Ask a skier or snowboarder how their season is going and you’ll likely hear some wicked weather stories.

Like the times it was minus 30 degrees, when the upper mountain lifts were closed because of high winds or when big snowstorms went out to sea.

Then there was the three feet of snow that fell in one week in Vermont.

Yes, it’s been a winter of extremes when snow conditions have been good and, not so good.

Just when the next big snow will come is hard to predict. Longer range forecasts from the Climate Prediction Center call for above average temperatures and precipitation through early March.

Historically, from late February to at least, mid- March, is the time for the season’s best snow conditions with most trails open. And March is the snowiest month of the year in places like Vermont, New Hampshire and Maine.

Realistically, I think we have at least six weeks of good conditions left. Yes, some areas are open through most of April and some into May. But once we get deeper into spring, temperatures start to rise, causing variable snow conditions throughout the day.

Personally, I prefer powder/packed powder conditions, colder temperatures and faster snow.

Now is the time to carve out some time, and money, and plan a trip up north to enjoy what will likely be the best conditions of the season.

But, don’t wait until the big snow comes. A couple of feet of powder often triggers a rush on room bookings. Wait and you may end up with a room costing more and farther from the mountain.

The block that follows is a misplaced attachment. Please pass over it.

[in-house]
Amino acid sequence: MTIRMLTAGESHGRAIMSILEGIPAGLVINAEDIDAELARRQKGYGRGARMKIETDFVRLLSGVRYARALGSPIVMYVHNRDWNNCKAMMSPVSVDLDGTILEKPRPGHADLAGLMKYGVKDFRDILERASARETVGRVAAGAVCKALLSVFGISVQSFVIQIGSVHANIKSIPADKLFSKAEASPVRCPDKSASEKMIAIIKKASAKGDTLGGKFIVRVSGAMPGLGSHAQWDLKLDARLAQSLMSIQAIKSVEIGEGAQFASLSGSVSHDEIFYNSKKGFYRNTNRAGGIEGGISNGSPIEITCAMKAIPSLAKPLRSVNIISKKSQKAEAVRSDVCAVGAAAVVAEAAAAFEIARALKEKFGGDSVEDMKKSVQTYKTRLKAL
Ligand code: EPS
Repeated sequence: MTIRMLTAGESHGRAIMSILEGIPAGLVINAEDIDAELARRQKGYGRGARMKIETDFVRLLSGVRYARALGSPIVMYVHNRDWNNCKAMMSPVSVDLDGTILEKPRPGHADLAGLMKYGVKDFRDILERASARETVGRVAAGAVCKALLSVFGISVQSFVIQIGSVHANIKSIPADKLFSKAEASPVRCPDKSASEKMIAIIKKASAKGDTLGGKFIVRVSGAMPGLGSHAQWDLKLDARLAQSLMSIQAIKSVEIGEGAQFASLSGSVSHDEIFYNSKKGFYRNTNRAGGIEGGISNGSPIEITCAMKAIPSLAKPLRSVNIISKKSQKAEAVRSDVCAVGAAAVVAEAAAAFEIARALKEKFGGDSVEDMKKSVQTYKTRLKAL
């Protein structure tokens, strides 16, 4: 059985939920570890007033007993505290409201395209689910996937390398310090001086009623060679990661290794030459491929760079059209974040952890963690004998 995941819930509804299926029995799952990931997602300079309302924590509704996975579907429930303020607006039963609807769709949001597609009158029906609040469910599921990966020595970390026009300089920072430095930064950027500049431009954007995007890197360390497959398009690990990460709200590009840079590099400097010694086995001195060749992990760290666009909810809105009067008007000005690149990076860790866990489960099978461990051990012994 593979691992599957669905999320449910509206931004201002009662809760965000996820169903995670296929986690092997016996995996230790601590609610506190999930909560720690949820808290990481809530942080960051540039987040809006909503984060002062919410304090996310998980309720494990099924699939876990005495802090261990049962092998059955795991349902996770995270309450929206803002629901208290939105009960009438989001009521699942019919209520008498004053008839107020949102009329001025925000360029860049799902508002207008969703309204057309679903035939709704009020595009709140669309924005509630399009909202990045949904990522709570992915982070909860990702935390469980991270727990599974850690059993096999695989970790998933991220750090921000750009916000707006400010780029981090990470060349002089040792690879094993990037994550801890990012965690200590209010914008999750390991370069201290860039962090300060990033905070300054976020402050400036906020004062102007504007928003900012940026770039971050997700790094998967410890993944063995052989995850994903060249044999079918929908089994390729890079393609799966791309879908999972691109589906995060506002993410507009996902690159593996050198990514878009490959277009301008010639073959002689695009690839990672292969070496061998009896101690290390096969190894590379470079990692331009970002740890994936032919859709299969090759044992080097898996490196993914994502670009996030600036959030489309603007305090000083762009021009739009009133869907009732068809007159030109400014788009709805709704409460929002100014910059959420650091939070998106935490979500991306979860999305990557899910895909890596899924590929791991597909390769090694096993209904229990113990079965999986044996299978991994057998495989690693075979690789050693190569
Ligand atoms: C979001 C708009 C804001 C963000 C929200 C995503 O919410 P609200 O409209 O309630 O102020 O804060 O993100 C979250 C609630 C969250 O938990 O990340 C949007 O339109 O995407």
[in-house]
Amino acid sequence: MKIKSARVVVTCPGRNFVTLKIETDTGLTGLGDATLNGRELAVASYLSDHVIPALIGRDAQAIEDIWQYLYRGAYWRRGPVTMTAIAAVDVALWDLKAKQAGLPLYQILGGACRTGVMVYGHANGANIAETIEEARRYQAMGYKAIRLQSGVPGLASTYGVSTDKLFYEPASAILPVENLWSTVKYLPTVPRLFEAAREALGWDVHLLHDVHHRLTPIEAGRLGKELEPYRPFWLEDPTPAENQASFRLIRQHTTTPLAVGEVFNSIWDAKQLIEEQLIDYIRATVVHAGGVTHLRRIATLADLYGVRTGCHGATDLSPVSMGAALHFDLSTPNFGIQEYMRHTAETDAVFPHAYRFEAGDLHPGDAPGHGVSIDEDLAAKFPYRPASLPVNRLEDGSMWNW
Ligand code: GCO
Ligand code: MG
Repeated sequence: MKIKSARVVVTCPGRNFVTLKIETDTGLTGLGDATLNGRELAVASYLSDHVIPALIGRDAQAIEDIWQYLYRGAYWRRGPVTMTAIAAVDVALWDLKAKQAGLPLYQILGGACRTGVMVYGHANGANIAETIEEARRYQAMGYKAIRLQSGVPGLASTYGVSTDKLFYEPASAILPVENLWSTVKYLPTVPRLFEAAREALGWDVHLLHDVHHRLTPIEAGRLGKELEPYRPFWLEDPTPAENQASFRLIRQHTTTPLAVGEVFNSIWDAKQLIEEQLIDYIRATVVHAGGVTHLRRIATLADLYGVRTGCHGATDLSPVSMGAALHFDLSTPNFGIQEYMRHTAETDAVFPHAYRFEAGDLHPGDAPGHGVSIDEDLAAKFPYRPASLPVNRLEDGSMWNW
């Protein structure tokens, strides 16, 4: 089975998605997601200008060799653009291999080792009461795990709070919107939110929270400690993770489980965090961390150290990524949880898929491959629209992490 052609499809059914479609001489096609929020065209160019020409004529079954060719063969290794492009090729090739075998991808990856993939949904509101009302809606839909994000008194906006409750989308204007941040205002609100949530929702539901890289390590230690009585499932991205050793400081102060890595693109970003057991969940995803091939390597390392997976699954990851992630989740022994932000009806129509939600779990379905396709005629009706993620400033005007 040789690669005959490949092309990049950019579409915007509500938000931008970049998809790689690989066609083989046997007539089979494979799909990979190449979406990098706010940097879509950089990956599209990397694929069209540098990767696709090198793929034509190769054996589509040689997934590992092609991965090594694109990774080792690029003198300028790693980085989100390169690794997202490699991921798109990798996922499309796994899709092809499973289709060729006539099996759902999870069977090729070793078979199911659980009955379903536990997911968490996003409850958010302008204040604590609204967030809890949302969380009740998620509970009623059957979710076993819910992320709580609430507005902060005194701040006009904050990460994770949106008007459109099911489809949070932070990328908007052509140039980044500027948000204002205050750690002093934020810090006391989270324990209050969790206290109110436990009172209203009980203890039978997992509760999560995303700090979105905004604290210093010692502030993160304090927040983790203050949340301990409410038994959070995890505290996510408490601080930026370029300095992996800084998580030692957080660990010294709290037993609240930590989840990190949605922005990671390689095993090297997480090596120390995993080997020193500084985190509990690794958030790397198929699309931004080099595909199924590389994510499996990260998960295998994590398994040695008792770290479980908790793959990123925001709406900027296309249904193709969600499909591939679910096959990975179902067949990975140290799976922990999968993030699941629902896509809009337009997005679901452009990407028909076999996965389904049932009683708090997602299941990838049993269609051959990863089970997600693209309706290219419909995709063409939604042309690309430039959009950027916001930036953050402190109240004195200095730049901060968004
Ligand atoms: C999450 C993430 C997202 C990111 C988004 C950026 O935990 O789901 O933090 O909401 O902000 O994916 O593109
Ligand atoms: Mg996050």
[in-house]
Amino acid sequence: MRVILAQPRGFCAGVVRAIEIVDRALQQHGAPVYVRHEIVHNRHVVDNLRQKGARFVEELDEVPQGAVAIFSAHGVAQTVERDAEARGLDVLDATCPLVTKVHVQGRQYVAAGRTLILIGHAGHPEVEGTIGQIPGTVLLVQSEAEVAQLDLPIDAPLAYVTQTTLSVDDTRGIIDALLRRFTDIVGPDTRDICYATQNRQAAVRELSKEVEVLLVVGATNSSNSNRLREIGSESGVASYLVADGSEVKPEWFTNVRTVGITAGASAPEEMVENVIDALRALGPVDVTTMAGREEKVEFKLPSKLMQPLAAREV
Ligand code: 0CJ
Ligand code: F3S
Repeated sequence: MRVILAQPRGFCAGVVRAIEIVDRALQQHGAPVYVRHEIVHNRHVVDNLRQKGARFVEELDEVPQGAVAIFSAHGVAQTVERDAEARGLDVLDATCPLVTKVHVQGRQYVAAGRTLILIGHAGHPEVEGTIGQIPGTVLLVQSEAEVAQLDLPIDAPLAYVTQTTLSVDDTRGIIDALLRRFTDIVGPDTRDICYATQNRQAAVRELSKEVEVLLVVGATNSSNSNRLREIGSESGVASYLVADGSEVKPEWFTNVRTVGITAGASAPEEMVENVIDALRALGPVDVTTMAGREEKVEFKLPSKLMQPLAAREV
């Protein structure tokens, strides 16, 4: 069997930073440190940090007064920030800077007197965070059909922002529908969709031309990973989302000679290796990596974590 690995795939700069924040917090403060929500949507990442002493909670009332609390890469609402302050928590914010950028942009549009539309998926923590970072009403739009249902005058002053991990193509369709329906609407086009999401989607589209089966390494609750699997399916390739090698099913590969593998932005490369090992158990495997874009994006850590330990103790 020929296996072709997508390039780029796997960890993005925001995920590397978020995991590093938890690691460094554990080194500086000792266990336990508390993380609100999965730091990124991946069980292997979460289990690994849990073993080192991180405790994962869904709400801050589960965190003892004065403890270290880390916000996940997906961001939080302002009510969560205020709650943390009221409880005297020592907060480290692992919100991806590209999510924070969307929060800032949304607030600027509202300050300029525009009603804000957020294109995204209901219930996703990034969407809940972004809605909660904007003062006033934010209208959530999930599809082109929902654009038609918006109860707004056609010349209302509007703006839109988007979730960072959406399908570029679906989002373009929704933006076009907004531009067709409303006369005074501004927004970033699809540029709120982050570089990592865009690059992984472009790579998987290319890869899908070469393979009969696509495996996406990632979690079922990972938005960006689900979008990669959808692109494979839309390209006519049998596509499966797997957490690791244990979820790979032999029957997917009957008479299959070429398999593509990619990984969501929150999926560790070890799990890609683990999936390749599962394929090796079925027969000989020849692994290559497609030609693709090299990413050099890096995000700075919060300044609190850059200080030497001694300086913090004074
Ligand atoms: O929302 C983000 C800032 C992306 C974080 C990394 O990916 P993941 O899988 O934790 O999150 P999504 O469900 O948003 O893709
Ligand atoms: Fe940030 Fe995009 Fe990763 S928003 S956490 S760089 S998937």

Years ago, it was much harder to plan ahead.

Before the internet, finding a good place to stay meant calling up a ski area lodging association and have it book a room based on the price you want to pay. Ski resorts also published their own winter guides with listings of lodges, prices and whether food was included.

One of the big things in the 1960s and 70s, was the “ski week” where you would spend days with the same people and ski instructor. Included in the week was après skiing with wine and, of course, fondue. Maybe, more.

Today, you can do everything by yourself. We’re pretty much on our own to plan our time - and how much we want to pay.

For a destination, I’m suggesting Vermont because it’s easy to get there - a straight shot up I-91 - and because I’ve been there many times, I know my way around this beautiful state, once known as “New Connecticut.”

By the way, if a Vermonter starts calling you a “flatlander,” respectfully mention that the Green Mountain Boys’ Ethan Allen was born in Litchfield ... Connecticut. Yup, Connecticut.

History aside, Vermont has big mountain skiing and resorts that have their own special appeal for families (Smuggler’s and Okemo) to au naturel (Mad River Glen with no snow-making or fancy amenities). All resorts can also rebound quickly after “non-frozen precipitation” falls.

If you’re not sure which area to visit, go to Ski Vermont. It has all the info on the resorts, deals, updated snow conditions and events for all alpine and Nordic areas. There’s also direct links to individual resorts.

Once you decide what mountains to ski or ride, choose the days you want to be there.

Do not, repeat do not, buy your tickets at the ticket window; most ski areas sell their tickets online at prices up to 50 percent cheaper. For example an online Stratton lift ticket for Wednesday, March 7 goes for $49. Buy it at the ticket window and you’ll pay $66 more.

Many areas offer discounted spring season passes that start around mid-March. If you’ll be skiing or riding at a resort for several days, the spring pass could be cheaper than buying a multi-day ticket. It’s one of those do the math things.

Ski areas also have lifts and lodging packages. You can book packages yourself or have someone find it for you by simply calling the lodging number on an area’s web site.